6 MAY 1978, Page 29


Goosey Goosey Brander

Germaine Greer

Brand (National Theatre) Audiences of the Seventies are quite used to productions in which scenes and machines completely steal the show. It is a measure of the decadence of our audiences, that a recent production of Idomeneo at Covent Garden excited no comment even though the singers (who sang divinely) were hounded about the stage by staircases and parapets which occasionally mowed them down. The chorus, toiling about the stage under tons of shaggy drapery, fell up and down the packs of heaving rostra in their platform-soled boots with more noise than the orchestra could have produced if every player had been supplied with a thirtytwo-inch cymbal and told to do his damnedest. The climax came when the demon of the decor arose from the deep and ate a large number of the dramatis personae, only to be killed offstage by the intrepid Janet Baker, who continued to leap lightly from one peripatetic chunk of architecture to another.

Faced by the possibilities of Ibsen's Brand, the National Theatre is to be commended for extraordinary restraint in resisting the temptation to have the characters terrorised by the icy peaks and avalanches which are the play's milieu. The lights came up upon a jig-saw of rostra which were obviously meant to surge up and down and about, whenever a scene change was called for, and before anything else had happened they promptly did so, even to the extent of exhaling mist, as if Norwegian weather was unique in that it came out of the earth rather than inflicting itself upon it.

The set was an exquisite modern jewel by Ralph Koltai, laminated sheets of various wondrous substances suggesting cloisonné . ice and cliffs of chrysoprase. Appearances notwithstanding, one would have been prepared to believe that all was storm-tossed and bitter cold, if only the actors had not insisted in having nearly all their conversations out of doors, sitting about on glaciers and icefloes as if they had been white wool. When the nacreous surfaces parted to breathe stage smoke, the effect was not so much arctic as of a Turkish bath.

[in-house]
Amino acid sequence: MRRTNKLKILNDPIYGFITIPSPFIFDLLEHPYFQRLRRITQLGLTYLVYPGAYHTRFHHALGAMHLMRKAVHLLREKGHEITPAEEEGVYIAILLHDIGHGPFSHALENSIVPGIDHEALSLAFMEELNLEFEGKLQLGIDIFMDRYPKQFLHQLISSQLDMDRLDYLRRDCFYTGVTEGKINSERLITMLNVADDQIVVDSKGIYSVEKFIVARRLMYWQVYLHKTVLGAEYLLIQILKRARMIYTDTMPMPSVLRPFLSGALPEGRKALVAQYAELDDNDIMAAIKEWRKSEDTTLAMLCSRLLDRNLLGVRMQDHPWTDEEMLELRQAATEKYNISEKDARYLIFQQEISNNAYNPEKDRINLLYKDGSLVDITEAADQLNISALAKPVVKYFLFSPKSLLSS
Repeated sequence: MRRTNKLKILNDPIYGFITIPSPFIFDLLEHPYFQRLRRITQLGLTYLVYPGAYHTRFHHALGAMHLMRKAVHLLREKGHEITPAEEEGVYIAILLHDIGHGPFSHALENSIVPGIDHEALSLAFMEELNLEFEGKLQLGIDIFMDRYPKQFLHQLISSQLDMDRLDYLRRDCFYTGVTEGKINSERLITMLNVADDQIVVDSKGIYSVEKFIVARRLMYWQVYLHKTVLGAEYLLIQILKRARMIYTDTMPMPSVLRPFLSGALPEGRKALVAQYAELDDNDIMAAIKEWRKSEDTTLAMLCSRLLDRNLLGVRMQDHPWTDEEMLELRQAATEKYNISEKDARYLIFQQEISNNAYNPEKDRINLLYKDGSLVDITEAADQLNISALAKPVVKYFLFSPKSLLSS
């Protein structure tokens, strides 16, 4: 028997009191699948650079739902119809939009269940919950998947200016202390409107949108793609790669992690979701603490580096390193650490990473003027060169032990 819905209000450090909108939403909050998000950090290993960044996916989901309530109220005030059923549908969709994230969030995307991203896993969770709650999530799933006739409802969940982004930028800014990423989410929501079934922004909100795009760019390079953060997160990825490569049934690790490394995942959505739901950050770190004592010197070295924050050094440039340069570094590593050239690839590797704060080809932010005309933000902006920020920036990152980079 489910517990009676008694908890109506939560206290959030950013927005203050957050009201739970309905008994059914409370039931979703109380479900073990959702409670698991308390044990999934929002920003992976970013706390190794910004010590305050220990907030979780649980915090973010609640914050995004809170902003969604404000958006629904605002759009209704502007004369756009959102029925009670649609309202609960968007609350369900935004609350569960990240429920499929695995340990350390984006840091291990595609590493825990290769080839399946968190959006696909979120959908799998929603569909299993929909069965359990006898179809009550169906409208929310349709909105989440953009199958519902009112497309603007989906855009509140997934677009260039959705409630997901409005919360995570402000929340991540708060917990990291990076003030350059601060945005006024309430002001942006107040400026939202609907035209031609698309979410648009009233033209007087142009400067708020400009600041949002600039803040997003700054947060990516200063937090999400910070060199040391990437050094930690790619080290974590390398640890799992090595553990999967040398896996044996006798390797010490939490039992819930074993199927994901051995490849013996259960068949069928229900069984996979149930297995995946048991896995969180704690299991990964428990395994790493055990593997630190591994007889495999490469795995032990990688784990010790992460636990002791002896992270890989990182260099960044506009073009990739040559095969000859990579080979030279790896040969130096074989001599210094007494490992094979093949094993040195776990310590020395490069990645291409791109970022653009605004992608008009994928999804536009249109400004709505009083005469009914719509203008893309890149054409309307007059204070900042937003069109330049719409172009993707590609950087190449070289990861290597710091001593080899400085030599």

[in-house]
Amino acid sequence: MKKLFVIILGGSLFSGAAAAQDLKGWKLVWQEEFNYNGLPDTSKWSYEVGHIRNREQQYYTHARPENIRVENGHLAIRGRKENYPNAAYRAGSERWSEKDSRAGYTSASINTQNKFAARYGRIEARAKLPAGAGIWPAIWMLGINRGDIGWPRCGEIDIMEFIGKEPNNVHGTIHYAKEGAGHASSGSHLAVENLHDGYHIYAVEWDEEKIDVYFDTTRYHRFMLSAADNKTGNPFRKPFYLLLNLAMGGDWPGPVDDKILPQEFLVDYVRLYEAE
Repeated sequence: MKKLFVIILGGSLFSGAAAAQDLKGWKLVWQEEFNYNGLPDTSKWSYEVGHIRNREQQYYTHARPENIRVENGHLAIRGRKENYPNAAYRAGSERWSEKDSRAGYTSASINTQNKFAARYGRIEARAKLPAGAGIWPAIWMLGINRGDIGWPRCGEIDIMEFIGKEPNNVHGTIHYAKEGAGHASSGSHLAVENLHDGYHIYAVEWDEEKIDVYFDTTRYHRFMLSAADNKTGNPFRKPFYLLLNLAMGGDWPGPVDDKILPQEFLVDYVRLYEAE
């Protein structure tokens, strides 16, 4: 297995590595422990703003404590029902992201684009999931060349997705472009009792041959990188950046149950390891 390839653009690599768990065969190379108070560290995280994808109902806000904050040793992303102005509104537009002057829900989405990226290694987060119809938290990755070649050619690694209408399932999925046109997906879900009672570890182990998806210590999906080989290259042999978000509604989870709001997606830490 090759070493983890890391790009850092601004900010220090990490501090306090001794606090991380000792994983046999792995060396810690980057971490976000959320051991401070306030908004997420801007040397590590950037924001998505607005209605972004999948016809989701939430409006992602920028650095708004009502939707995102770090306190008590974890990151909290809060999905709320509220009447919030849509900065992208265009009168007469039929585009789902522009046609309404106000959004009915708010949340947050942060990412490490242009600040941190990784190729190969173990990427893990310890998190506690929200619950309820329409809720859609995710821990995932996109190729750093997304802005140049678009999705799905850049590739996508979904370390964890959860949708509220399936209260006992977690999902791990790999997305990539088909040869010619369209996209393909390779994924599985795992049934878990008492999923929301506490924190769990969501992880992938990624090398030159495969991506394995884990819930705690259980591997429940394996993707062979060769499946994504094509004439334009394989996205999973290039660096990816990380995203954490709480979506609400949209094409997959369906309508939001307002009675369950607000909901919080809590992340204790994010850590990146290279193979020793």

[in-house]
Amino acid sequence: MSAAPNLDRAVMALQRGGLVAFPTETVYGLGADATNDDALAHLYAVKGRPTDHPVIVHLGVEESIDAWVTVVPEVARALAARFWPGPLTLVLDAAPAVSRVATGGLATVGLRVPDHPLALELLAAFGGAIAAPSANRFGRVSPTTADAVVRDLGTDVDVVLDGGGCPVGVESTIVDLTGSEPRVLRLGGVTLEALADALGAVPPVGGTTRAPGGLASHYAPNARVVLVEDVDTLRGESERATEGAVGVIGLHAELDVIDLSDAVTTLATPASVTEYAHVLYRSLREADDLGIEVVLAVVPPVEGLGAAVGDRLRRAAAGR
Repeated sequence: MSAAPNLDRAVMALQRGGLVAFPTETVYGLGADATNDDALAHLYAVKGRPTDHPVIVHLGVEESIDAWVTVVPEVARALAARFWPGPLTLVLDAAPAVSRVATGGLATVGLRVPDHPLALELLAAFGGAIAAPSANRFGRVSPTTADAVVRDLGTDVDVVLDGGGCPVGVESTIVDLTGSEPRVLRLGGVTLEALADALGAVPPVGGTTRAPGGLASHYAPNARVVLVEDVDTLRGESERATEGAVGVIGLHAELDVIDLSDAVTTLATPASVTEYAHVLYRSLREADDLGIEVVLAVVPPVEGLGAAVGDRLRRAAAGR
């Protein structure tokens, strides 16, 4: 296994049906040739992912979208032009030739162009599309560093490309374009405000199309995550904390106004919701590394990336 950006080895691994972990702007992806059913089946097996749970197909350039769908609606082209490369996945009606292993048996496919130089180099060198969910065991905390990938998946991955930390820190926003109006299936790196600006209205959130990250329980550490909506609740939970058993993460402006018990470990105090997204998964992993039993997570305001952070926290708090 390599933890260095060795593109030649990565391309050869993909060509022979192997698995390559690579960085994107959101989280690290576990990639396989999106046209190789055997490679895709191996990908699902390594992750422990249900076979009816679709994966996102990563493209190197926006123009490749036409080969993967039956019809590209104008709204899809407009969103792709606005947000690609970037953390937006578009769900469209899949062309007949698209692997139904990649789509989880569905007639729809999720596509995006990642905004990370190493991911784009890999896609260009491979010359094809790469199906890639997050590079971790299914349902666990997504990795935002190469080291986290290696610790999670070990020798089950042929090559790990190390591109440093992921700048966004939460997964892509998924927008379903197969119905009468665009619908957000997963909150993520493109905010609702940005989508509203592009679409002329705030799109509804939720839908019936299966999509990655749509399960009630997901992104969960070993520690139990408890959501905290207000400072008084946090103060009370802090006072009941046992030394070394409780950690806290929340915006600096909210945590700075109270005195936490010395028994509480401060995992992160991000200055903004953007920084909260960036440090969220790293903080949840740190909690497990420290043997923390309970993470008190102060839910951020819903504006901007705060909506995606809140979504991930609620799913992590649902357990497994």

More effective than the lapidary set in suggesting an icy situation was the music of Harrison Birtwhistle, which came to us through the 'Tape Realisation' of Jonty Harrison. The electronic bOoms and sighs and whistles did suggest the massive intercourse of the elements 'like noises in a swound' in a way that the relatively noiseless moving stage could not, nor the actors neither, seeing that their director, Christopher Morahan, had mercifully kept them from foot-stamping, finger-blowing, rib-slapping and so forth.

To dwell so long upon the mere spectacle of Brand would be inexcusable, if there had been much more to this production than that. To discuss King Lear, a play to which Brand has been compared, in terms of the boards beneath the old king's feet and the storm noises off, would clearly insult both bard and players. For all I know, Ibsen's play may be genuinely sublime, but the National Theatre and the translator Geoffrey Hill, have not considered themselves bound to transmit anything so taxing to their present audience.

In a note to his text, Mr Hill tells us: Although my version runs to more than five thousand lines it is still not a complete rendering of Ibsen's text. Those who are able to compare my words with the original Norwegian will detect numerous instances where lines, and indeed whole passages, have been omitted, amplified or transposed .. .